This case has received a lot of coverage in the British media in the run-up to May Day 2002. It was the lead story on the main BBC television news bulletin for London on 29 April. This included an interview with Lois Austin, alongside her daughter.
Police heavy handed, intimidating and provocative
The Justice for May Day Detainees, which Socialist Party members played a key role in initiating, have produced the following leaflet:
On May Day 2001 the police detained up to 3,000 protestors in Oxford Circus for between seven and nine hours. We were held without food, water, or toilet facilities. Some protesters were forced into the humiliation of having to urinate in the street.
Some older protesters were obviously made unwell by the containment and were still not allowed to leave by the police. There were also protesters under sixteen who were held and unable to contact parents and kept for up to seven to nine hours.
The police were dressed in full riot gear and used extremely heavy handed, intimidating and provocative tactics. They continually pushed the protesters into a smaller and smaller area of Oxford Circus, causing a crush and people to fear for their safety.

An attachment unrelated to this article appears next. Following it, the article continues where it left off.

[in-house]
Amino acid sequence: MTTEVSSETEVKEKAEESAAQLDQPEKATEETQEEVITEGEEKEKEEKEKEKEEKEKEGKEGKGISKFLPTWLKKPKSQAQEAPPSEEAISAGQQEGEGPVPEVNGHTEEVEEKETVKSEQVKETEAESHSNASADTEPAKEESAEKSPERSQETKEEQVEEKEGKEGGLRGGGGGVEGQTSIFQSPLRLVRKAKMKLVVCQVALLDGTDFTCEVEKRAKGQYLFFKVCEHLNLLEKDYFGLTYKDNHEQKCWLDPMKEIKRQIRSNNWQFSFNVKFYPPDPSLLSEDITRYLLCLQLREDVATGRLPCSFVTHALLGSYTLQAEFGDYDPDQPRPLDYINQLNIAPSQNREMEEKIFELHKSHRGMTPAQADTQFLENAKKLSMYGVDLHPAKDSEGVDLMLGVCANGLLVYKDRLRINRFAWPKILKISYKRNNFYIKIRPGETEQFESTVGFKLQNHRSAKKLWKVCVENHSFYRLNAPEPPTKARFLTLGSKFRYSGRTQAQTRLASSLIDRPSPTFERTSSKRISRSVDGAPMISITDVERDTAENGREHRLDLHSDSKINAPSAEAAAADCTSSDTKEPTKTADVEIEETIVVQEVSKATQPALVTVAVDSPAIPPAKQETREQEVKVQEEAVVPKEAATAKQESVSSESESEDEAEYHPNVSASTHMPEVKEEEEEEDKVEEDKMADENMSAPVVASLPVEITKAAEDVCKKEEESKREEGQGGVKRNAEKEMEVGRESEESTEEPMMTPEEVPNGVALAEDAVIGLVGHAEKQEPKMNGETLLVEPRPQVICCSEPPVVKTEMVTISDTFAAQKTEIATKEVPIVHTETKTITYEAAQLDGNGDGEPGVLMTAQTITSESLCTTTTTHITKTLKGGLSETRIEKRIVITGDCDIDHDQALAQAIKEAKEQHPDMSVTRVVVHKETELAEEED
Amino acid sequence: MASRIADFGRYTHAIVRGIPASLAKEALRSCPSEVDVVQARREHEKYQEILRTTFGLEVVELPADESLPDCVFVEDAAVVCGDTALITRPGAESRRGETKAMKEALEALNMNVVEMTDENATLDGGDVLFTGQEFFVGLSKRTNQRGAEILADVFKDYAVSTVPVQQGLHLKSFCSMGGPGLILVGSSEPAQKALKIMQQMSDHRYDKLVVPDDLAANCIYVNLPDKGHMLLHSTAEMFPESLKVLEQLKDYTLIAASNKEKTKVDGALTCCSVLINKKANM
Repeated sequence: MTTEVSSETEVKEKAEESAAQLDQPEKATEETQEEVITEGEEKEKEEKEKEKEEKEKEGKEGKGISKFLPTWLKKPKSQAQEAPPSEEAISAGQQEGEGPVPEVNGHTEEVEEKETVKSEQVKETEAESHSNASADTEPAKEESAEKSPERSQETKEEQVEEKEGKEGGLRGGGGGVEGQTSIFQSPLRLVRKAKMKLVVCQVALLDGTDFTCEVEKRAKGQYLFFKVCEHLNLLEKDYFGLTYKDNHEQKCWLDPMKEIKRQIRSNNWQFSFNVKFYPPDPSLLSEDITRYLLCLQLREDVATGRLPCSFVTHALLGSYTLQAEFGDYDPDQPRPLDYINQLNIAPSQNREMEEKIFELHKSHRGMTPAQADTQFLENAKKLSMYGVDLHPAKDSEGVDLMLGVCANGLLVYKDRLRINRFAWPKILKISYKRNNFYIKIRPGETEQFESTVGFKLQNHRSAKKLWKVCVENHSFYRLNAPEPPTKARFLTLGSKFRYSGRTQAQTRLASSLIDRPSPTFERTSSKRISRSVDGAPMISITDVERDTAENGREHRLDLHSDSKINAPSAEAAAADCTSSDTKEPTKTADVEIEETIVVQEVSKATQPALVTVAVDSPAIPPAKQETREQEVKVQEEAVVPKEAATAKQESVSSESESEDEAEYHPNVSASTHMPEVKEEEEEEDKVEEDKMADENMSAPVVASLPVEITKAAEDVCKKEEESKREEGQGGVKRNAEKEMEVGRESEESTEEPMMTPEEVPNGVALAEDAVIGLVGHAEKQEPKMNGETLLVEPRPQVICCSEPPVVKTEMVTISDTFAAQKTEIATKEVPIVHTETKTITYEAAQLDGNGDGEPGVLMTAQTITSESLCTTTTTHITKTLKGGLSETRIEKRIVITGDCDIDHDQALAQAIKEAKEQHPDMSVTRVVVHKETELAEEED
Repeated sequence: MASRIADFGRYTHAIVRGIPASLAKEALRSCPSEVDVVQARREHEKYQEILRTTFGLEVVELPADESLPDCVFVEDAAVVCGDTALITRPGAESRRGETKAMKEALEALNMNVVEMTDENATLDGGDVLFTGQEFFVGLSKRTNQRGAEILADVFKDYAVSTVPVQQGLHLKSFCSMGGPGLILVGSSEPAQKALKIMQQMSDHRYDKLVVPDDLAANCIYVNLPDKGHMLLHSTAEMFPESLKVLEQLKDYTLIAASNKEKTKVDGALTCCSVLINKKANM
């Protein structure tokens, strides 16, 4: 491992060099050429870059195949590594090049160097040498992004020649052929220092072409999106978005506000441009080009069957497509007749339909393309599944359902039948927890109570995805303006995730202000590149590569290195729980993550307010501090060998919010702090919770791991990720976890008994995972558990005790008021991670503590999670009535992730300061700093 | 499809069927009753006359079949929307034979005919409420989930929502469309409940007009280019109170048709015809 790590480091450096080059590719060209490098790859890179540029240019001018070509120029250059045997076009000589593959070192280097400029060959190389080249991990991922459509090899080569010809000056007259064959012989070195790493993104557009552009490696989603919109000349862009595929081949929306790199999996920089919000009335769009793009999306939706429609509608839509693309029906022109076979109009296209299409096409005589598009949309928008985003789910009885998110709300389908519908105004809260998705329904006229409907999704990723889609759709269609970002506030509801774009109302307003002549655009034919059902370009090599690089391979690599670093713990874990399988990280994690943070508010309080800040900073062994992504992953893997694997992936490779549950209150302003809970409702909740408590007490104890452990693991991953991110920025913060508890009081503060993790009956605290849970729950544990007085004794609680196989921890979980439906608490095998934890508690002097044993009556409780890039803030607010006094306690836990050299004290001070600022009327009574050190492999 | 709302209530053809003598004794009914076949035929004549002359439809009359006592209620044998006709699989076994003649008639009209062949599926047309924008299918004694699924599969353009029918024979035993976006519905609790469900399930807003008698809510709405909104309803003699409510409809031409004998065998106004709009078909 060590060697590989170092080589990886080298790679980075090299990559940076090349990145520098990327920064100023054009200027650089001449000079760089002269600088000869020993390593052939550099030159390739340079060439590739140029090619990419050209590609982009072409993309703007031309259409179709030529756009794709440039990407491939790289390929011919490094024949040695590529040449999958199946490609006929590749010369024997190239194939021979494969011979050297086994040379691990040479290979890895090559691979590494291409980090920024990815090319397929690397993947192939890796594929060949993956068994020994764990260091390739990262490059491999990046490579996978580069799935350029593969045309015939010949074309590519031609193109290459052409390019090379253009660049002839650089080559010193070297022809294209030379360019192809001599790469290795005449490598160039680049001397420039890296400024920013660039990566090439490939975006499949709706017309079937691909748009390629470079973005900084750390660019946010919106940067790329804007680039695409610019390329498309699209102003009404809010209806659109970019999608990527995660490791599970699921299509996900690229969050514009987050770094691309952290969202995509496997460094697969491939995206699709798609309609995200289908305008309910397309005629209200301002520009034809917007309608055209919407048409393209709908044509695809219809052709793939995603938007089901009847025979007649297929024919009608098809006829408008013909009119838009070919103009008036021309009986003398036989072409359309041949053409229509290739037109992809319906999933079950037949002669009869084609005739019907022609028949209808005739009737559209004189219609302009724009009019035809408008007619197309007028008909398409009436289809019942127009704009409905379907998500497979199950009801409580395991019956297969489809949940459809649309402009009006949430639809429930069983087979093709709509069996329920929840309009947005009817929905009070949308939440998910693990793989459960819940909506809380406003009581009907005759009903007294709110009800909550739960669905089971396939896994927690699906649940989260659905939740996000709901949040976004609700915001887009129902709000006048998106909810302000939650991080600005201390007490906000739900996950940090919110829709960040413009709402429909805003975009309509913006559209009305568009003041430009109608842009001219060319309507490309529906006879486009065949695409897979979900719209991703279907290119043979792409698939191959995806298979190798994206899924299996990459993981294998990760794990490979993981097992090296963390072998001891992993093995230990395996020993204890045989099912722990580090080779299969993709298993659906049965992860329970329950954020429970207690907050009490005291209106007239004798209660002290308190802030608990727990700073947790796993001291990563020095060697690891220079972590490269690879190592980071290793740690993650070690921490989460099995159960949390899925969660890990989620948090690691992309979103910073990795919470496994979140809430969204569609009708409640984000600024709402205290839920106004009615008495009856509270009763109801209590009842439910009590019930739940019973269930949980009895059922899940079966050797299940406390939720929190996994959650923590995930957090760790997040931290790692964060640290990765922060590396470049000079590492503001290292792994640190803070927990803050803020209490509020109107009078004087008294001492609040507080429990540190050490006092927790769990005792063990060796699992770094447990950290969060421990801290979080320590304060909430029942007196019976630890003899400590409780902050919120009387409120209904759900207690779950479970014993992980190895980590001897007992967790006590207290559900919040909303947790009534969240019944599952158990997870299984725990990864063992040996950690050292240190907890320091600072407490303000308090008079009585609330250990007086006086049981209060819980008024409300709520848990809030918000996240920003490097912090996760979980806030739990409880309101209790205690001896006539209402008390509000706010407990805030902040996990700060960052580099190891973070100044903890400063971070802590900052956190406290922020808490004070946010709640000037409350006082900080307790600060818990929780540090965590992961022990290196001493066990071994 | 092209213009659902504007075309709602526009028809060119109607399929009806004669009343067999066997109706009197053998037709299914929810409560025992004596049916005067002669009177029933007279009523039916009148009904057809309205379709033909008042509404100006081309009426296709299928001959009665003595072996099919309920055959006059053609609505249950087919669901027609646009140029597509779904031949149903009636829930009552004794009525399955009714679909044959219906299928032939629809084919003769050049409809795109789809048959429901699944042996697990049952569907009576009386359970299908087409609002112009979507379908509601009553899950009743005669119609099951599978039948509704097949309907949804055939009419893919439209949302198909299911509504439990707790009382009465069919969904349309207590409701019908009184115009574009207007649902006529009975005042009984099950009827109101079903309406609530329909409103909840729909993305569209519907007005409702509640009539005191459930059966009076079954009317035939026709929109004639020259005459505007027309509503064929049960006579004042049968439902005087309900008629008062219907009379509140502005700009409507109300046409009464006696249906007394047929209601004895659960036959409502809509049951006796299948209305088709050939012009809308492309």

It was not until around 9pm that the police finally opened up a small corridor at one end of Regent St to allow protesters to leave. We were photographed and manhandled by police officers as we were leaving. During this containment some protesters began to organise. We contacted sympathetic MP’s and solicitors. The legal advice we received was that the police were acting illegally. Our human and civil rights were being denied us. Since last Mayday around 100 protesters have come forward to take legal action against the police for unlawful imprisonment.
Proceedings were lodged in the High Court on Monday 29 th April against the police. Two test cases have gone forward. The first case concerns a mother who was not allowed to leave to collect her baby from a nursery. Consequently her child was left for sixteen hours. The second, a non-protester who was caught up with the protesters in Oxford circus and the police refused to let him leave.
The case alleges that the police falsely imprisoned both of the defendants and that the police were in breach of Articles 5,10 and 11 of the Convention of Human Rights.
This legal case is about defending the democratic right to protest. It’s about ensuring that every time the police act illegally they do not go unchallenged.
There are still many protesters who were there last Mayday and have not come forward to take part in the legal action. If you were contained in Oxford circus or anywhere else in central London contact us about joining in the legal action.